John Gay's The Beggar's Opera has received numerous updates. Theatre Gigante's version of the 18th-century operetta, which ran this weekend at the Off-Broadway Theatre, provides up-to-the-minute comedic commentary on the hubris underlying our current economic downfall. Unlike the original, the financial predators in Theatre Gigante's production don't belong to a shady criminal underclass. Instead they're lawless finance brokers preying on other people's wealth. Open references to Bernie Madoff are to this plot what veiled allusions to British Prime Minister Robert Walpole were to the original, only here it's understood that he's taking one for the boys so they can continue their exploits under the nose of the law.
The production is a play within a play, staged as a rehearsal by a small theater company with big ideas. The struggles of a small arts nonprofit are held up against the failings of the investment world. The dialogue is replete with inside jokes about the financial world and local theater: The producers lament the priority given to the city's larger arts companies; the bowlegged Peachum (played by Tom Bruno) bores his peers witless with his droning explanation of finance structures. The details are mercifully drowned out by Dan Dance's piano playing.
Throughout the production extraneous cast members lounge around on easy chairs in view of the audience, a lurking (if pleasantly engaged) shadow of redundancy that might serve as a veiled criticism of the under-used talent of our acting community (despite the obvious abundance of actors, especially one potential ingénue who spends almost the entire production absorbed in a newspaper, the fictional producers of the opera are forced to cast a cardboard cutout in the role of Polly. An allusion to the mismanagement of funds?).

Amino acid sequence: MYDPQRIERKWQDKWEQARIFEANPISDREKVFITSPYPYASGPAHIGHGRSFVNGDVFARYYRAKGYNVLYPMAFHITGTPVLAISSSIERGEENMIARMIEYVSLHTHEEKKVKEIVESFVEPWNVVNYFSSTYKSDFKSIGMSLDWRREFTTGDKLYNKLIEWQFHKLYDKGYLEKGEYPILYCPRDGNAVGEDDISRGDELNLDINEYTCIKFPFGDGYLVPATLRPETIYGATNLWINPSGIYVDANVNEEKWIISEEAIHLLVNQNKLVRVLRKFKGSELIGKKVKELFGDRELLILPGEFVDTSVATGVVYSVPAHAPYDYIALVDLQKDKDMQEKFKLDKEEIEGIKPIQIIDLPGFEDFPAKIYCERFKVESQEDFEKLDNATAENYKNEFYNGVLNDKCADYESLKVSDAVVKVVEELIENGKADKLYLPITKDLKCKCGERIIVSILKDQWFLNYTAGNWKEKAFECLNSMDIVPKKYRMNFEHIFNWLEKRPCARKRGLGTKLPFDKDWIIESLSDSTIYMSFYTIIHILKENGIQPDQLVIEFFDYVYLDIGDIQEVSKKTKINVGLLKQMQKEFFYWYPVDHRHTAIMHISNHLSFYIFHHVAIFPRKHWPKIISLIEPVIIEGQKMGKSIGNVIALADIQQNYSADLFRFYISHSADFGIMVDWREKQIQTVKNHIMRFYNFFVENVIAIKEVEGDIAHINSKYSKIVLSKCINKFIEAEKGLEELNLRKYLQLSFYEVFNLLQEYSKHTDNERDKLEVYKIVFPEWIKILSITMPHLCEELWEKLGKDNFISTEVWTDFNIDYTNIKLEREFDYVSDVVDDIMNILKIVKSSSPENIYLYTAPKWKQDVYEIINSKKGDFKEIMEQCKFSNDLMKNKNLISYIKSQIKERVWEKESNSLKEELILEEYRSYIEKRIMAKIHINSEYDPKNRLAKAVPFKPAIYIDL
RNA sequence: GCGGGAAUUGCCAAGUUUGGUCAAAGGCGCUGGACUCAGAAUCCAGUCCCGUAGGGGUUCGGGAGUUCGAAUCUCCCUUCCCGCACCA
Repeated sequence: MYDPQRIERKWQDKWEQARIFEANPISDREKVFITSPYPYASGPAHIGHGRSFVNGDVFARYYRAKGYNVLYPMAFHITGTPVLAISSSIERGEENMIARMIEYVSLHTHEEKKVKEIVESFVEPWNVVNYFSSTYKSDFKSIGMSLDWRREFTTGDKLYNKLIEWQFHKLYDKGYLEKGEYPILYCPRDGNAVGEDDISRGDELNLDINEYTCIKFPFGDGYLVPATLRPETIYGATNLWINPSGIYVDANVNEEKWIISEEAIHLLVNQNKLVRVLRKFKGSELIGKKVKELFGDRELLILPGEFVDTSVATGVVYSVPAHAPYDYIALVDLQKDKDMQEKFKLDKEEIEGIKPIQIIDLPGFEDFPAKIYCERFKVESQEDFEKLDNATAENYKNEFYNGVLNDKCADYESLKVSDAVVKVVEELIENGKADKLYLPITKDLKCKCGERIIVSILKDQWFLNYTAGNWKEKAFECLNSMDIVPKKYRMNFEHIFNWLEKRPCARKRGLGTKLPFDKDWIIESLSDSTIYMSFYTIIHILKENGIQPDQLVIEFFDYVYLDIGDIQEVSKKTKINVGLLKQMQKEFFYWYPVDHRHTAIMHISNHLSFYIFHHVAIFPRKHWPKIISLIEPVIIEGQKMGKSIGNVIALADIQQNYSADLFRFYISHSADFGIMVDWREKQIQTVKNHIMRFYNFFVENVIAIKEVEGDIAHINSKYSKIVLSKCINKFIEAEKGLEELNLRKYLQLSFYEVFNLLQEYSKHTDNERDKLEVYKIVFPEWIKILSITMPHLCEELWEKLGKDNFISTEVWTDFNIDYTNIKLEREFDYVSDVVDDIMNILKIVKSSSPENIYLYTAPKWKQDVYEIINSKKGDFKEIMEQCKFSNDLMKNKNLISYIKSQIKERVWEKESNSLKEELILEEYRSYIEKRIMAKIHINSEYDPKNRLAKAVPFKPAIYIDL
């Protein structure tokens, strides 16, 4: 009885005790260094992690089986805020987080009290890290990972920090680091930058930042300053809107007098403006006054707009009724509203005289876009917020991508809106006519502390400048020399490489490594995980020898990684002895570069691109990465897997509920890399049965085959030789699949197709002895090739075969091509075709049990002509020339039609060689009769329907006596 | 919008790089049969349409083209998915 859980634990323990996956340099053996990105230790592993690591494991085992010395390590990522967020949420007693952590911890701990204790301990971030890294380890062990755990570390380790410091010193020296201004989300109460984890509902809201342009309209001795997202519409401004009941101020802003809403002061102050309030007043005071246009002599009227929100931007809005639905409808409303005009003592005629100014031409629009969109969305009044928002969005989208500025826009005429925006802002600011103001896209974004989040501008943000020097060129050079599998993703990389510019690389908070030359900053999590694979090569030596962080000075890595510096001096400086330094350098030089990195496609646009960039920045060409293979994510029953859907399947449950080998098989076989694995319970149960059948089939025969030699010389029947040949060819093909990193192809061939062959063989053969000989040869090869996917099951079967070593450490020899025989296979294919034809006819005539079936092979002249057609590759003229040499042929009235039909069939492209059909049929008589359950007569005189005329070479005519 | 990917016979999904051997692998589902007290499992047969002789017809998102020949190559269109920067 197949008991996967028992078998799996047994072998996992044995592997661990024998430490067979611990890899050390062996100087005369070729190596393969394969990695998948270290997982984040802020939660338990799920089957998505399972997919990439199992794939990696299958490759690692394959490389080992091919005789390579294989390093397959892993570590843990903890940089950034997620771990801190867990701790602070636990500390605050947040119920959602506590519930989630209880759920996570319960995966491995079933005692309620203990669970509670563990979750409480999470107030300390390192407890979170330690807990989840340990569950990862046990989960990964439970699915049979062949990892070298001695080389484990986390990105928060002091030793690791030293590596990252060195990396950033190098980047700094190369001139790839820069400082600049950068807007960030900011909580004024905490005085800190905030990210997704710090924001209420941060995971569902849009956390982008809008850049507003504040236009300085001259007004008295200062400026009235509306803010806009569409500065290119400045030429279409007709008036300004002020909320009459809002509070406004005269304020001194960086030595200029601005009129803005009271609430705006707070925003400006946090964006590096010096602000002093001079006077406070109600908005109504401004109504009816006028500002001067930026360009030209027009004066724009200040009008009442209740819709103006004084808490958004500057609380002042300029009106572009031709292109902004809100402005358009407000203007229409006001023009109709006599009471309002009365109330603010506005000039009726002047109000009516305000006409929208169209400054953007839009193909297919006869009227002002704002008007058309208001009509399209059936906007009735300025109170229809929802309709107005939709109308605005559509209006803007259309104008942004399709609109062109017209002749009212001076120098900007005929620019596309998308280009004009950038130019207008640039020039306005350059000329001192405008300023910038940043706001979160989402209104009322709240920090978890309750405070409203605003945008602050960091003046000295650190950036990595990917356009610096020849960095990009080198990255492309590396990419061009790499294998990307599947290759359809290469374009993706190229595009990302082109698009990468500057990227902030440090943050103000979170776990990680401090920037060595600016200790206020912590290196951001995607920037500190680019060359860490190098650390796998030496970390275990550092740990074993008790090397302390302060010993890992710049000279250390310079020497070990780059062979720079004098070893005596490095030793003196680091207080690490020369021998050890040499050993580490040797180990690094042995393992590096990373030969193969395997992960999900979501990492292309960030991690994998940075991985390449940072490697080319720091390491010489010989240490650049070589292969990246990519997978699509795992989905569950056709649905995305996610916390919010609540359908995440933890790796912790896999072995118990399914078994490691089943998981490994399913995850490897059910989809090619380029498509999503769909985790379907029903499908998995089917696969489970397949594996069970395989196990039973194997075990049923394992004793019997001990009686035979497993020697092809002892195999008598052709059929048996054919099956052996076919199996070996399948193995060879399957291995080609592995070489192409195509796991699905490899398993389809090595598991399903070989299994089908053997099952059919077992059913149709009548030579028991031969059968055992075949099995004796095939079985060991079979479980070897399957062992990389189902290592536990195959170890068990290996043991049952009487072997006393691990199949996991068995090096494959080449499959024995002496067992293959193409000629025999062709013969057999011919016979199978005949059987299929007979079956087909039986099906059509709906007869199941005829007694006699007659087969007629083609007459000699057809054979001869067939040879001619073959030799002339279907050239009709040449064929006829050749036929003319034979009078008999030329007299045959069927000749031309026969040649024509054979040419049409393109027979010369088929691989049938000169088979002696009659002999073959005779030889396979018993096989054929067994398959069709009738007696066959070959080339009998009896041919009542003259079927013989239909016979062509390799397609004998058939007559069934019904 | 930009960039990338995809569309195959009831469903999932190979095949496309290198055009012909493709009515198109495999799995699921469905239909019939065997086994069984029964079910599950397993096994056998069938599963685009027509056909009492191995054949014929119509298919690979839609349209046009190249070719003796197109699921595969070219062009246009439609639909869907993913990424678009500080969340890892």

Jason Powell milks his cardboard Polly for all her comic worth. Dan Mooney lends Macheath a world-weary appeal. The music and lyrics make few demands of the cast, and most of the weight is placed on the capable shoulders of Leslie Fitzwater. The songs are pleasant and forgettable, drawing on popular phrases like "don't hate the player, hate the game." The latter, sung by Peachum and his wife (Fitzwater) when they decide to turn over Macheath, is shrewdly double-edged. It exonerates Macheath and at the same time justifies their betrayal of him.
Ultimately this undeceived duplicity finds its natural conclusion in the producers' decision to sell out to the black-suited emissary from a wealthy foundation (Mark Bucher). However, while in Gay's opera the villain was left unpunished to appease popular taste, here the reverse takes place to appease a wealthy donor. What better illustration of conflicting public and private interests?